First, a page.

Child USA says that the law belongs in the governor’s budget because current laws cost the state money. Some survivors of childhood sexual assault, who may suffer from post-traumatic stress disorder or other difficulties like addiction, often end up depending on state programs like Medicaid. Child USA argues that the Child Victims Act would shift that financial burden to the abusers and responsible institutions.
Last year, the bill passed in the Assembly by a vote of 139-7, and Mr. Cuomo offered his endorsement by introducing it as well. But the Senate speaker, John J. Flanagan, a Republican, has declined to bring it up for a vote in that chamber. A key piece of the proponents’ strategy will be to aggressively target specific state senators, especially in competitive suburban districts, with efforts like digital advertising to get their support. Carl L. Marcellino and Elaine Phillips, Republicans from Long Island who won narrow victories in recent elections, are two senators on their list, according to coalition representatives.
“I think we realize now that they really need to be called out,” said Stephen Jimenez, an abuse survivor who has been advocating for the bill for more than 10 years. “The question for us now is really blunt: Why are you protecting predators?”
Mr. Flanagan did not return repeated calls seeking comment.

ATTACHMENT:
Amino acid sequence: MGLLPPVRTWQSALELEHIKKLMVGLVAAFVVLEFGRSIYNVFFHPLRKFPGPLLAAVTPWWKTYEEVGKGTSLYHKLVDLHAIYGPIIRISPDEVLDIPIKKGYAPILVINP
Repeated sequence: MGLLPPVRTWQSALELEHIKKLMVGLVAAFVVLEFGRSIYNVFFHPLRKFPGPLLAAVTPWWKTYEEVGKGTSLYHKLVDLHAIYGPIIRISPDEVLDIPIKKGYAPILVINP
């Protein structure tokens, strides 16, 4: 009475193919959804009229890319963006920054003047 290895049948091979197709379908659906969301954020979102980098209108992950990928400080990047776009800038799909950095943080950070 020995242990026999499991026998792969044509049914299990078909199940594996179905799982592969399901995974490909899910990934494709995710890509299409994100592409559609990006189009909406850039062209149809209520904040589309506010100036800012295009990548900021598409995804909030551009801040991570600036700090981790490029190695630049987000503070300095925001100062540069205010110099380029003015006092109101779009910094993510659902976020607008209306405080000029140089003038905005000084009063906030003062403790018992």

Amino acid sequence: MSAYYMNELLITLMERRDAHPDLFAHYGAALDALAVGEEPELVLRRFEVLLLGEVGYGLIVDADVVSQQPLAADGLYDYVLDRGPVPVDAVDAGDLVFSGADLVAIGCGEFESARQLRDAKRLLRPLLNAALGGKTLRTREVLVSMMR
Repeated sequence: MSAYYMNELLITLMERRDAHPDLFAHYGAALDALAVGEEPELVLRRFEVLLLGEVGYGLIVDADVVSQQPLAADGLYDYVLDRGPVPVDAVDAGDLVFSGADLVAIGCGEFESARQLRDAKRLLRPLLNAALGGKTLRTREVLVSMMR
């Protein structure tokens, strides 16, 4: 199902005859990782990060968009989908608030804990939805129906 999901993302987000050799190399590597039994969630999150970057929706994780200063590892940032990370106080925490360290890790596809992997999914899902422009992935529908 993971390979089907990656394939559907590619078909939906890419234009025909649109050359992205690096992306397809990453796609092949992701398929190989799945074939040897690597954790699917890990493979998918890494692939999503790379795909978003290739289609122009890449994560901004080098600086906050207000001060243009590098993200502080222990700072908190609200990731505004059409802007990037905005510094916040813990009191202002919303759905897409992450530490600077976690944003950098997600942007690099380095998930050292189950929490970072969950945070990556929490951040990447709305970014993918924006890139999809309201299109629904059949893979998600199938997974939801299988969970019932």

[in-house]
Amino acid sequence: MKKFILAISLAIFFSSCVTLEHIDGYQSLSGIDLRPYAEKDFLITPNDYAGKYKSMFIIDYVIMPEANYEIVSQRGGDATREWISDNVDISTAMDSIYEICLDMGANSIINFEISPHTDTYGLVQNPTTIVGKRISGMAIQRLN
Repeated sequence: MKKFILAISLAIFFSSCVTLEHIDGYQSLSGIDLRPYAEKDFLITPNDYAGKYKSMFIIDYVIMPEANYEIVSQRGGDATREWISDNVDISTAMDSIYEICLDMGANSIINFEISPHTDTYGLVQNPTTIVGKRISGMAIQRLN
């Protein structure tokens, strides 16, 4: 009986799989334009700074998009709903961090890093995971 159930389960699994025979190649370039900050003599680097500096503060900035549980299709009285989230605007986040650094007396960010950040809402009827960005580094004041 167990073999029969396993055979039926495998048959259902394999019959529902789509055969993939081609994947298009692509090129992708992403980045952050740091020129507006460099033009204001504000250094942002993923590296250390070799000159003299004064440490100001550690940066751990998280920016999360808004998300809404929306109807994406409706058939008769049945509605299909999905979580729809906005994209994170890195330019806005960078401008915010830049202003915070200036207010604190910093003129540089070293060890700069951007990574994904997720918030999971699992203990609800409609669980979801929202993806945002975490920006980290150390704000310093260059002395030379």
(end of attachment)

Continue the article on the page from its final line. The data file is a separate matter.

Those pushing the legislation have met with Mr. Cuomo and his staff over the past year and a half, and they say that communication continues.
“It is outrageous that as a result of arcane laws, these victims have been denied their day in court,” Rich Azzopardi, a spokesman for Mr. Cuomo said in an email. “We are working with the advocates to determine the most effective way to achieve these much needed reforms.”
The measure, which has been spearheaded by the victim organization Safe Horizon for over a decade, has faced consistent opposition from the Catholic church and other groups that serve young people. Dennis Poust, the director of communications for the New York State Catholic Conference, said that while the state’s bishops support forward-looking legislation to raise the statute of limitations, they opposed the window that might open the church up to decades worth of claims.
Activists say such a window is an important way to flush out predators who may have evaded detection, who may even still have access to children, and Linda B. Rosenthal, a Democrat from Manhattan and the bill’s sponsor in the…